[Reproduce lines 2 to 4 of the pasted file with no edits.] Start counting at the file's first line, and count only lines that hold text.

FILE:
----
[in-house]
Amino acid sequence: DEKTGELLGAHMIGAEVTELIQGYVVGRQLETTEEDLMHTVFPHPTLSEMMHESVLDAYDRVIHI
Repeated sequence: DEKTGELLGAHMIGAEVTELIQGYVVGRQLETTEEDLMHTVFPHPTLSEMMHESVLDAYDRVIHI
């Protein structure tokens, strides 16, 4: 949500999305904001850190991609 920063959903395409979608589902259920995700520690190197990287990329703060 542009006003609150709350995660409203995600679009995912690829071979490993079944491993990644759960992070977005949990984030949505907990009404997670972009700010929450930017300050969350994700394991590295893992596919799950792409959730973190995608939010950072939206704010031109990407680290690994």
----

Amino acid sequence: DEKTGELLGAHMIGAEVTELIQGYVVGRQLETTEEDLMHTVFPHPTLSEMMHESVLDAYDRVIHI
Repeated sequence: DEKTGELLGAHMIGAEVTELIQGYVVGRQLETTEEDLMHTVFPHPTLSEMMHESVLDAYDRVIHI
């Protein structure tokens, strides 16, 4: 949500999305904001850190991609 920063959903395409979608589902259920995700520690190197990287990329703060 542009006003609150709350995660409203995600679009995912690829071979490993079944491993990644759960992070977005949990984030949505907990009404997670972009700010929450930017300050969350994700394991590295893992596919799950792409959730973190995608939010950072939206704010031109990407680290690994």